Band Edge Recombination in CdSe, CdS and CdS x Se 1-x Alloy Nanocrystals Observed by Ultrafast Fluorescence Upconversion: The Effect of Surface Trap States

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Band Edge Recombination in CdSe, CdS and CdS x Se 1-x Alloy Nanocrystals Observed by Ultrafast Fluorescence Upconversion: The Effect of Surface Trap States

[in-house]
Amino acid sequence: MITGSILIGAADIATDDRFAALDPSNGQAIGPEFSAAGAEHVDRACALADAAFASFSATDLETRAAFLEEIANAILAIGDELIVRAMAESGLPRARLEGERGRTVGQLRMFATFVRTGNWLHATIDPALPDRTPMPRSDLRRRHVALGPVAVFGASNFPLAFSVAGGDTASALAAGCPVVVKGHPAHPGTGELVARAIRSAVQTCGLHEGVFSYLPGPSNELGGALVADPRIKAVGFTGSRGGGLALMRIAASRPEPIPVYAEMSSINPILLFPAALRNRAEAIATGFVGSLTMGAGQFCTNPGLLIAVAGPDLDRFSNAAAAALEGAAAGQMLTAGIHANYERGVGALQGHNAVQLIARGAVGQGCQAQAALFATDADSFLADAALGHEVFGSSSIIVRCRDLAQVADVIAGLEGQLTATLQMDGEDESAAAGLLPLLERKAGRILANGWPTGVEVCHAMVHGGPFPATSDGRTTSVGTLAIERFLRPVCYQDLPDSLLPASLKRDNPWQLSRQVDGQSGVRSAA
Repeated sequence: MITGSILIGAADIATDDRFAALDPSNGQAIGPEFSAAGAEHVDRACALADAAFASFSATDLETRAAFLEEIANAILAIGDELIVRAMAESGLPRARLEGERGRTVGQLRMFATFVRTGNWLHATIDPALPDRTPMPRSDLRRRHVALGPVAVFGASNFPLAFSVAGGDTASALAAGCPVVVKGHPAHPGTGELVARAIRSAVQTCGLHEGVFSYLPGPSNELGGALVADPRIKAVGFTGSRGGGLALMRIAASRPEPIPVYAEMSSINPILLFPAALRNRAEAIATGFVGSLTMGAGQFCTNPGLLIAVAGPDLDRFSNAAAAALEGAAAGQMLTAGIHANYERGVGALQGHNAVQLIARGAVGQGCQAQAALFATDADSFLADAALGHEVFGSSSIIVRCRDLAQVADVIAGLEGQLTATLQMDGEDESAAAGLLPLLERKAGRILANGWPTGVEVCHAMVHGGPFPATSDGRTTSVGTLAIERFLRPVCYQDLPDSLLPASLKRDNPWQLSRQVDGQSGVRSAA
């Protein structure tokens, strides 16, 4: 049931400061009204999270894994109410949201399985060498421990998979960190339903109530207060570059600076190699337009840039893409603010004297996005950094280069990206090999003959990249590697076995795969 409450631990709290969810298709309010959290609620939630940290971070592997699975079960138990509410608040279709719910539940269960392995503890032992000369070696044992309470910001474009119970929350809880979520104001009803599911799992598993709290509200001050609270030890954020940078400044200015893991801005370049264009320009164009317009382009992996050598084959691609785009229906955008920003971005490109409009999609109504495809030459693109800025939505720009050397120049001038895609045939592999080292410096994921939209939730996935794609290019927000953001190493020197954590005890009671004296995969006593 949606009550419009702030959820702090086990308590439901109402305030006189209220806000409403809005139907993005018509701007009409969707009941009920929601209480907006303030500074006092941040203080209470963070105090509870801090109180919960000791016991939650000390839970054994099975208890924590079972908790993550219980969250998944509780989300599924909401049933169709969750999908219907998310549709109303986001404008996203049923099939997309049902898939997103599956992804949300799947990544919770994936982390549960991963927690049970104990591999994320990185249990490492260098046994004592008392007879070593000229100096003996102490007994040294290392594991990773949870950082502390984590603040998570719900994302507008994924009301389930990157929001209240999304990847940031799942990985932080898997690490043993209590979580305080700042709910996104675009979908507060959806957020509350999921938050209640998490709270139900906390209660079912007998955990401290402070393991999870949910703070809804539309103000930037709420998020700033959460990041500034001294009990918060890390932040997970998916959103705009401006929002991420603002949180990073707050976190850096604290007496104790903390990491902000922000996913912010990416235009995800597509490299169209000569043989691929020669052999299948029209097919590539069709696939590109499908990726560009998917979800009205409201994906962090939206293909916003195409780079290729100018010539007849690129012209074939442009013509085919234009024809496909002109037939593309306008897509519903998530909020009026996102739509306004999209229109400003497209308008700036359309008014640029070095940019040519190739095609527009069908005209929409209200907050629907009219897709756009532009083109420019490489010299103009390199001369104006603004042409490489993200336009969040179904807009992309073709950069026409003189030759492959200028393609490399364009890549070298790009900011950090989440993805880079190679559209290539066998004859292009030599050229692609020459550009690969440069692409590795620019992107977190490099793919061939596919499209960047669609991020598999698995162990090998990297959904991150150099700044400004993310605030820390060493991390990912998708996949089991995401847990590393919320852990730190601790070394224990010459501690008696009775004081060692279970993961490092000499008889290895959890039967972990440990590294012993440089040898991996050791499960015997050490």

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  Band Edge Recombination in CdSe, CdS and CdS  x Se 1 -  x  Alloy Nanocrystals Observed byUltrafast Fluorescence Upconversion: The Effect of Surface Trap States Maria Danielle Garrett, † Albert D. Dukes III, † James R. McBride, † Nathanael J. Smith, † Stephen J. Pennycook, ‡ and Sandra J. Rosenthal* ,†,§  Department of Chemistry, Vanderbilt Uni V ersity, 7330 Ste V enson Center, Station B 351822, Nash V ille,Tennessee 37235, Oak Ridge National Laboratory, Condensed Matter Sciences Di V ision, Oak Ridge,Tennessee 37831, and Department of Physics and Astronomy, Vanderbilt Uni V ersity, 6301 Ste V enson Center,1807 Station B, Nash V ille, Tennessee 37235 Recei V ed: April 24, 2008; Re V ised Manuscript Recei V ed: June 12, 2008 The effect of surface trap states on band edge recombination in CdSe, CdS and CdS  x  Se 1 -  x   alloy nanocrystalshas been determined using fluorescence upconversion spectroscopy. These measurements reveal that there isboth a size and composition dependence on the short-lived ( τ  1 ) and long-lived ( τ  2 ) components of fluorescencelifetime at the band edge. An increase in nanocrystal diameter, ranging from 23 to 60 Å, is accompanied byan increase in  τ  1 . This behavior is explained by the decrease in accessible trap sites through a reduction insurface-to-volume ratio. Similarly,  τ  2  is found to increase with increasing nanocrystal size. However, withincreasing sulfur concentration in the alloy nanocrystals, both a reduction in the magnitude of   τ  1  and a reversalin the trend for  τ  2  are observed. These changes in lifetimes associated with the addition of sulfur are explainedby increased trapping on the nanocrystal surface. These results indicate that carrier dynamics may be controllednot only through size, but also through composition of the nanocrystals. Compositional variation has beenshown not only to affect carrier dynamics, but also to affect the optical properties of nanocrystals. An increasein the Stokes shift is observed for CdS  x  Se 1 -  x   alloy nanocrystals as compared to CdSe and CdS nanocrystals.This indicates that the Stokes shift is highly influenced by the nonlinear effects of alloying. Introduction The unique size-dependent optical and electronic properties 1–3 of semiconductor nanocrystals are important from both afundamental and an applied perspective. While size-dependenttunability makes these materials ideal for applications such asphotovoltaics, light-emitting diodes and biological labeling, 4–11 alloy nanocrystals offer the added advantage of composition-dependent tunability. 12 In particular, CdS  x  Se 1 -  x   alloy nanoc-rystals, spanning the compositional range from pure CdS (  x  ) 1) to pure CdSe (  x  ) 0), have band gap energies ranging fromthe UV to the visible. This makes CdS  x  Se 1 -  x   a potentiallyfavorable material for biological imaging applications, wherenanocrystals of the same size but with varying optical propertiesmight be advantageous. Additionally, alloys provide easieraccess to difficult wavelengths. For example, a small red-emitting nanocrystal 13 would be useful for increased lightpenetration through the skin. A more intimate understandingof the dynamics of the CdS  x  Se 1 -  x   nanocrystals is needed in orderfor parameters to be specifically tailored for each individualapplication, making CdS  x  Se 1 -  x   an ideal material with which tostudy the compositional dependence of electron - hole recom-bination at the band edge.Given that the kinetics of the photogenerated electron - holepair in the nanocrystal defines the operational parameters forpractical applications, an understanding of the behavior of theelectron - hole pair is a necessity. As the synthetic methodologiesof the nanocrystals continue to evolve, it is imperative to explorepossible changes in the kinetics of the carrier dynamics of thenanocrystals resulting from changes in composition. Twoextensive studies on the dynamics of bulk CdS  x  Se 1 -  x   wereconducted by Gadd 14 and Hane. 15,16 Gadd performed timecorrelated single photon counting (TCSPC) and fluorescenceupconversion experiments on bulk CdS  x  Se 1 -  x   (  x  ) 0.00, 0.25,0.50, 0.75 and 1.00 for TCSPC and  x  ) 0.00, 0.25 and 0.50 forfluorescence upconversion). Using TCSPC, the measured life-times were found to be approximately 30 ps for all samplesand, thus, were independent of composition. However, the fluo-rescence upconversion results showed much longer lifetimes,on the order of several hundred ps, that varied with composition.Hane also used TCSPC to study both graded and homogeneousCdS x Se 1-x  alloys. From this study it was found that for gradedalloys, there is a strong dependence of the luminescencelifetimes on detection wavelength. From 500 - 620 nm, forCdSe/S graded alloys, longer lifetimes were exhibited at longerwavelengths. However, from 620 - 720 nm, shorter lifetimeswere seen at longer wavelengths. In contrast, for CdS/Se gradedalloys, the opposite trend was seen for comparable ranges of wavelengths. With homogeneous alloys, a strong lifetimedependence with changing composition was seen. Whileindividual lifetimes were not reported, the lifetimes for thehomogeneous alloys ranged from approximately 100 - 250 ps.The decays for CdSe and CdS were found to be equivalentlyfast. For alloys  x  ) 0.25 and 0.75, the decays were intermediate,while  x   )  0.50 produced the longest decay.While ultrafast studies have been conducted on bulkCdS  x  Se 1 -  x   alloys, 14–16 there has been no major focus on theirnanocrystal counterpart. Most of the ultrafast studies onCdS  x  Se 1 -  x   alloy nanocrystals thus far have focused on nano- * Towhomcorrespondenceshouldbeaddressed.E-mail:sandra.j.rosenthal@vanderbilt.edu. † Department of Chemistry, Vanderbilt University. ‡ Oak Ridge National Laboratory. § Department of Physics and Astronomy, Vanderbilt University.  J. Phys. Chem. C   2008,  112,  12736–12746 12736 10.1021/jp803708r CCC: $40.75  ©  2008 American Chemical SocietyPublished on Web 07/23/2008  crystal doped glasses. 17–21 Zhang et al. studied the multiexcitonrecombination of CdS  x  Se 1 -  x   nanocrystal doped glasses usingfemtosecond transient absorption spectroscopy. 17 Of the twosizes examined, the 2.8 nm sample was found to have a risetimeon the order of 200 fs, corresponding to the pulse width of theexperiment. The second sample (2.6 nm) had a risetime slightlylonger than the pulse width, indicating the excited-state relaxedinto a state with a higher cross section for the probe pulse. Bothsets of rise times were found to be independent of pump power.However, the decay time constants were found to decrease withincreasing pump power as a result of high order excitonrecombination. This behavior was attributed to both second-order exciton - exciton annihilation and Auger recombination,where increasing the pump power increases the concentrationof charge carriers and, thus, the probability of electron - holerecombination. 17 Zhang and Izutsu also observed a relaxationtime of approximately 2 ps for excited carriers in dangling-bond states for CdS  x  Se 1 -  x  -doped glasses, using femtosecondpump - probe experiments. 18 Shen et al. studied the relaxation of photoexcited carriersthrough different channels for CdS  x  Se 1 -  x   nanocrystal dopedglasses using the femtosecond ultrafast transient lensing tech-nique. 19 They fit their data to three decay time constants forthe samples. These three decays were attributed to directrecombination, excited-state trapping and trapping processes atthe nanocrystal-glass interfaces. It was found, in CdS  x  Se 1 -  x  nanocrystals doped in glass, that there is an increase in theradiative decay rate as the nanocrystal sizes decreases. 19 Toyodaand Shen also used photoacoustic spectroscopy to study theCdS  x  Se 1 -  x   (  x   )  0.26) nanocrystals in a glass matrix. 20 Theyfound this material exhibited triexponential behavior corre-sponding to direct recombination processes with possible trap-ping, and radiative and nonradiative recombination processes.In this paper, we use femtosecond fluorescence upconversionto directly probe the depopulation of the excited-state in CdSe,CdS and CdS  x  Se 1 -  x   alloy nanocrystals. Although upconversionobserves only the radiative recombination, a nonradiative processis also reflected in the decay. By varying the amount of sulfurand selenium in the alloy nanocrystals, we explore the composi-tion dependence of electron - hole recombination at the bandedge for CdS  x  Se 1 -  x   alloy nanocrystals in solution. These resultsreveal both a size and composition dependence on the short-lived ( τ  1 ) and long-lived ( τ  2 ) lifetime components and arecompared to previously published fluorescence upconversiondata on the dynamics of CdS  x  Se 1 -  x   bulk alloys. This work iscritical in developing a better understanding of the strong effectthat compositional variations have on surface trapping and bandedge recombination. Experimental MethodsCdSe, CdS and CdS  x Se 1 -  x  Synthesis.  Homogeneous alloynanocrystals were synthesized as previously described bySwafford et al. 12 The synthesis was carried out in a single three-neck flask. The Cd precursor was prepared by combining 0.256g of CdO (Puratrem, 99.999%), 2.4 mL of oleic acid (OA,Aldrich, 90%) and 10 mL of 1-octadecene (ODE, Aldrich, 90%).This solution was heated to 310  ° C. The system was purgedwith argon until 140  ° C. When the temperature reached 310 ° C, a selenium:tributylphosphine (Strem, Se, 200 mesh and TBP,97%) injection solution [15 mL of 0.1 M Se:TBP:ODE (dilutedwith ODE from a 4 M Se:TBP stock solution) for CdSenanocrystals, 10 mL of 0.1 M S:ODE for CdS nanocrystals, or10  x   mL of 0.1 M S:ODE with 10(1-  x  ) mL of 0.1 M Se:TBP:ODE for CdS  x  Se 1 -  x   alloy nanocrystals] was swiftly injected andthe temperature was reduced to 275  ° C.To grow nanocrystals larger than approximately 36 Å indiameter, it was necessary to add growth solution to the reactionflask. The growth solution was prepared by stirring 0.76 g of CdO, 6 mL of OA and 25 mL of ODE while heating to 290 ° C. Once the solution reached temperature and turned clear, itwas cooled to 50 - 100  ° C while stirring. After reaching thistemperature, 0.16  x   g of S powder was added and dissolvedwhile stirring. This solution was then allowed to cool to roomtemperature. Upon reaching room temperature, 1.25(1-  x  ) mLof a 4 M Se:TBP solution was added to the solution. The growthsolution was then stirred until use. Growth solution was addedto the initial reaction solution, immediately after the injectionsolution, at a rate of approximately 0.45 mL/min, until thenanocrystals reached the desired size.Isolation of the nanocrystals was carried out by precipitationin a butanol:ethanol (1:4) mix, followed by centrifugation. Thesupernate was discarded, and the resulting solid was slurried in5 mL of chloroform. The nanocrystals were then precipitatedout of the chloroform by the addition of acetone and isolatedby centrifugation. 22 The supernate was decanted from thepelleted solid and the nanocrystals were once again precipitatedwith the chloroform:acetone mix, followed by centrifugation.After disposing of the supernate, the solid nanocrystals weresolvated in toluene or in hexanes. Femtosecond Fluorescence Upconversion.  Fluorescenceupconversion spectroscopy was performed with a CoherentVerdi V18 (CW, 532 nm, 18W) that was used to pump a mode-locked Ti:Sapphire oscillator (Mira 900 Basic, Coherent). Theoutput from the Mira was used to seed a regenerative amplifier(RegA 9000, Coherent), which in turn powered an opticalparametric amplifier (OPA 9400, Coherent), from which theexcitation and gate sources were obtained. Operating at arepetition rate of 250 kHz, the system produced pulses typicallyranging from 150 - 200 fs (fwhm) leading to instrument responsefunctions spanning approximately 200 - 280 fs (fwhm). ForCdSe, the tunable, visible OPA output (480 - 750 nm) was usedas the sample excitation source. In order to minimize the effectof the instrument response function on the spectrum, the OPAwas tuned 20 nm above the band edge absorption of the CdSenanocrystals. The frequency-doubled fundamental (400 nm) wasselected as the pump source for the CdS and CdS  x  Se 1 -  x  nanocrystals due to their lower wavelength band edge absorptionand the limitations of the tunable OPA output. Additionalsamples of OA synthesized CdSe were also excited at 400 nmto check the effect of excitation wavelength on the dynamics.The residual 800 nm light remaining from the doubling processin the OPA was used as the gate beam.For excitation 20 nm above the band gap, samples wereallowed to flow in anhydrous toluene through a 2 mm quartzcell under argon or nitrogen and excited by the focused tunablebeam. However, because of interference with the upconvertedsignal due to the UV cutoff for toluene, hexanes were used forsamples excited at 400 nm. A rhodium coated elliptical reflectorfocused the sample emission onto a nonlinear mixing crystal(1 mm XC8-LiIO 3 -Type I SFM-800/500 - 1000//308 - 444 nm,Cleveland Crystals, Inc.). The upconverted signal was maxi-mized by a suitable choice of the angle of the nonlinear mixingcrystal. For excitation at 400 nm, a color glass filter (03FCG579,Melles Griot) was used to filter out residual excitation light.A UV-dispersing prism (STS#37261, CVI Laser Corp.) wasused to separate the upconverted signal from any residual light.The upconverted signal was then directed into a UV-optimizedBand Edge Recombination in Alloy Nanocrystals  J. Phys. Chem. C, Vol. 112, No. 33, 2008  12737  monochromator (McPherson), detected by a photon-countingphotomultiplier tube (R1527P, Hamamatsu) and digitized witha photon counter (SR400, Stanford Research Systems). Thefitting function used to analyze the data was derived from theconvolution of the Gaussian laser pulse with a decayingexponential: 23 F  ( t  ,  A , τ  , W  ) )  A 2 [ 1 + erf  ( 14 ) [ 8 t  ln 2 - W  2 τ  W  √ ln 2  ]] × exp [ - ((16 t  ln 2) τ   - W  2 τ  2  )16ln 2  ]  (1) where  A  is amplitude of the decay,  W   is the fwhm of theGaussian, and  τ   is the decay time constant. To allow the positionof the Gaussian to “float” relative to the exponentials, a timeshift ( t  0 ) was added to the fitting function. Additionally, an offsetwas added so that the exponential decays back to the baselinerather than to zero. In order to account for multiple electron - holerecombination pathways, conventionally, several decays are usedfor fitting ultrafast data. 1,23–26 The fitting function is thesummation of as many convolved functions as observed decayprocesses ∑ i ) 0 n  A i 2  [ 1 + erf  ( 14 ) [ 8( t  - t  0 )ln 2 - W  2 τ  i W  √ ln 2  ]] × exp [ - ((16( t  - t  0 )ln 2) τ  i - W  2 τ  i 2  )16ln 2  ] + offset   (2) For the data presented here, two lifetimes were observed: a short-lived ( τ  1 ) and long-lived ( τ  2 ) decay. Additionally, for severalsamples, a risetime ( τ  3 ) was observed. Results and DiscussionCharacterization.  The band edge absorption wavelength(Figure 1a - e) of each sample was measured using a VarianCary 50 UV - vis spectrophotometer. The typical nanocrystalsize dependence of the band gap is apparent in Figure 1a - d;while Figure 1e reveals the composition dependence of the bandgap. Each sample was excited at either 20 nm above the bandedge absorption or at 400 nm, and the fluorescence upconversiondata was collected at the peak wavelength of the static emissionspectrum (Figure 1f). A compositional dependence of the Stokesshift is observed for CdSe, CdS and CdS  x  Se 1 -  x   alloy nanoc-rystals. Although the nonresonant Stokes shift is known todecrease with increasing nanocrystal size, 27 based on suchprevious reports in literature, the Stokes shift for the size rangeexamined in this work is relatively constant.The nonresonant Stokes shift is tied to the band-edge excitonfine structure, where the nonresonant Stokes shift is the energydifference between the two upper states of the band-edge excitonfine structure and the dark exciton ground state. 27,28 Thenonresonant Stokes shift may also be influenced by dispersionsin shape, inhomogeneity in structure, and phonon effects. 27,28 While only a small Stokes shift 1,29 is observed for CdSe andCdS, the Stokes shift almost doubles for CdS  x  Se 1 -  x   alloynanocrystals (Figure 2a). Similarly, increases in Stokes shift withchanging alloy composition have previously been seen inIn  x  Ga 1 -  x  N 30 and Zn 1 -  x  Cd  x  O 31 alloy films, and, most notably,in CdSe 1 -  x  Te  x   alloy nanocrystals. 32 Bailey and Nie 32 observe a nonlinear relationship betweenalloy composition and the band gap peak absorption andemission for CdSe 1 -  x  Te  x   alloy nanocrystals. They attribute the Figure 1.  Absorbance spectra for (a) CdS nanocrystals ranging in sizefrom 45 to 55 Å, (b) CdS 0.59 Se 0.41  alloy nanocrystals ranging in size from26 to 49 Å, (c) CdS 0.39 Se 0.61  alloy nanocrystals ranging in size from 23 - 58 Å, (d) CdSe nanocrystals ranging in size from 24 to 60 Å, (e) 44 Å( ( 5%) nanocrystals spanning the compositional range from pure CdS(  x   )  1) to pure CdSe (  x   )  0), and (f) representative absorption andemission spectra for CdSe nanocrystals. To run the fluorescenceupconversion experiment, CdSe samples were typically excited 20 nmabove the band edge, while CdS and CdS  x  Se 1 -  x   samples were excitedat 400 nm. Additional samples of CdSe were excited at 400 nm tocheck the effect of excitation wavelength on electron - hole recombina-tion at the band edge. 12738  J. Phys. Chem. C, Vol. 112, No. 33, 2008  Garrett et al.  exceptionally large Stokes shift to nonlinear effects, such asoptical bowing. Although the bowing parameter, a measure of the degree of nonlinearity, for CdS  x  Se 1 -  x   is smaller than forCdSe 1 -  x  Te  x  ,  12,33 the change in Stokes shift with compositionis clearly nonlinear (Figure 2b) for CdS  x  Se 1 -  x   alloy nanocrystals.Such nonlinear effects can be attributed to changes in the bandstructure due to variations in the lattice constant, deformationof the electron distribution due to different electronegativityvalues of the ions in the alloy, and structural ordering of differentsized ions due to relaxation of anion - cation bonds. 12,32 Not onlydoes the Stokes shift increase significantly for CdS  x  Se 1 -  x   alloynanocrystals, but it also appears to reach a maximum value nearthe middle of the compositional range (inset Figure 2b). Similarbehavior has been reported for In 1 -  x  Ga  x  N alloys. 34 Wu et al.attribute this behavior to a nonuniform distribution of the cations,implying that compositional variation or structural disorder ismaximized near the middle of the compositional range. Theirreasoning also coincides with Hane’s work on CdS  x  Se 1 -  x   bulkalloys, which states that maximized localization may well benear  x   )  0.50, where the material is most disordered. 16 The synthesized nanocrystals were found to be highly cry-stalline and have a zinc-blende structure. 12 High resolutiontransmission electron microscopy (HRTEM) images were takento check the size and to ensure each alloy sample consisted of monodisperse nanocrystals (Figure 3). Atomic number contrastscanning transmission electron microscopy (Z-STEM) was usedto obtain spatially resolved chemical information about thenanocrystals. 35,36 As heavier elements scatter electrons moreeffectively, they appear brighter in Z-STEM images. Thus, core/ shell structures exhibit a distinct difference in intensity betweenthe core and shell materials. In contrast, homogeneous alloynanocrystals should appear uniformly bright. As seen in Figure4, our materials are uniform in intensity, confirming that wehave synthesized homogeneous alloy nanocrystals.Homogeneity of the CdS  x  Se 1 -  x   alloy nanocrystals has beenpreviously verified in the literature. Swafford et al. conductedan extensive Rutherford backscattering spectroscopy (RBS)study where it was found that the composition of CdS  x  Se 1 -  x  was nearly constant over the entire growth period, indicating ahomogeneous alloy rather than a core/shell structure. 12 In orderto verify the composition of the material being used for thefluorescence upconversion experiments presented in this work,RBS was used to determine the compositional ratio of eachsample (Figure 5a). For a given composition series, thecomposition distribution of each alloy nanocrystal sample fallswithin  (  5% (Figure 5b). Carrier Dynamics.  The fluorescence lifetime data for CdSe,CdS and CdS x Se 1-x  alloy nanocrystals ranging in size from 23to 60 Å, collected using ultrafast fluorescence upconversion,are shown in Figure 6. For most of these samples, three lifetimeswere observed: a short-lived ( τ  1 ) and long-lived ( τ  2 ) decay anda risetime ( τ  3 ). The corresponding amplitude percentagesextracted from the fits for each decay lifetime are given in Tables Figure 2.  Graph of (a) Stokes shift (meV) versus nanocrystal size fordifferent alloy compositions and (b) peak absorption and emission (eV)for 44 Å ( ( 5%) nanocrystals spanning the compositional range frompure CdS (  x   )  1) to pure CdSe (  x   )  0), where the change in Stokesshift with composition is nonlinear. The inset depicts the Stokes shift(eV) for the 44 Å alloy nanocrystal series. Figure 3.  (a) HRTEM images of CdS 0.38 Se 0.62  52 Å alloy nanocrystalsand (b) CdS 0.58 Se 0.42  49 Å alloy nanocrystals. Band Edge Recombination in Alloy Nanocrystals  J. Phys. Chem. C, Vol. 112, No. 33, 2008  12739  1 and 2. It should be mentioned again that although theexcitation source was tuned to 20 nm above the band edgeabsorption of the OA synthesized CdSe nanocrystals, a 400 nmexcitation source was used for the CdS and CdS  x  Se 1 -  x  nanocrystals.Pumping the system at energies greater than twice the bandgap of the semiconductor nanocrystal results in the generationof multiexcitons. 37 By probing the intraband transitions in themid-IR, Ellingson et al. found that the exciton decay observedwith an increase in photon energy is related to nonradiativerecombination of multiexcitons through Auger recombination. 37 While initial measurements of the risetime of the transientabsorption data did not indicate any sign of carrier multiplica-tion, analysis of the decay data for inter- and intraband transientabsorption indicated that the biexciton effect, while importantin the first few ps, does not influence the long-term decaydynamics.Seeing that the excitation source was never double the bandgap of any sample presented in this work, carrier multiplicationwas not a concern. However, additional samples of CdSe werealso excited at 400 nm to verify that there was no significanteffect of excitation wavelength on the dynamics. Although ithas been reported that increasing the excitation energy mayproduce more relaxation pathways, involving surface or externalenergy states, that reduce the efficiency of charge carrierrelaxation to the band edge, 38 this does not appear to have acritical effect on the trends we report here. As seen in Figure 7,there is no appreciable dependence of the short-lived lifetimecomponent on excitation wavelength.To further verify the omission of multiexciton effects, theaverage number of photons absorbed per nanocrystal (  N  j ) wascalculated 39  N  ) σλ  E hc  (3) where  σ   is the absorption cross section,  λ  is the excitationwavelength,  E   is the laser energy per cm 2 ,  h  is Planck’s constantand  c  is the speed of light. From these calculations, it was foundthat the average number of photons absorbed per nanocrystalwas less than 1 for excitation at both 20 nm above the bandgap and at 400 nm. 40 Figure 8a - d shows that there is both a size and compositionaldependence on the electron - hole recombination of the nanoc-rystals. Focusing first on the size dependence, an increase inthe nanocrystal diameter is accompanied by an increase in theshort-lived component for band edge emission,  τ  1 . The short-lived component,  τ  1 , representing the lifetime of fluorescencedecay at the band edge, is comprised of both a radiative decayfrom electron - hole recombination and a nonradiative decay viatrap states. Upconversion observes only the radiative recombina-tion, but the nonradiative process depletes the radiative state.We attribute the changes observed in the measured decaylifetime to the effect surface trapping has on electron - hole Figure 4.  (a) Z-STEM image of CdS 0.50 Se 0.50  51 Å alloy nanocrystalstaken on a VG Microscopes’ model HB603U, operating at 300 kVand fitted with a Cs corrector from Nion, located at Oak Ridge NationalLaboratory. The operation and data collection were done with DigitalMicrograph. (b) It can be seen that there is no core/shell structure, asthe nanocrystal is uniform in intensity. Figure 5.  (a) Representative RBS spectrum of CdS  x  Se 1 -  x   alloynanocrystals and (b) compositional ratios, S/(S + Se), determined fromRBS measurements. For a given composition series, the compositiondistribution of each alloy nanocrystal sample falls within  ( 5%. 12740  J. Phys. Chem. C, Vol. 112, No. 33, 2008  Garrett et al.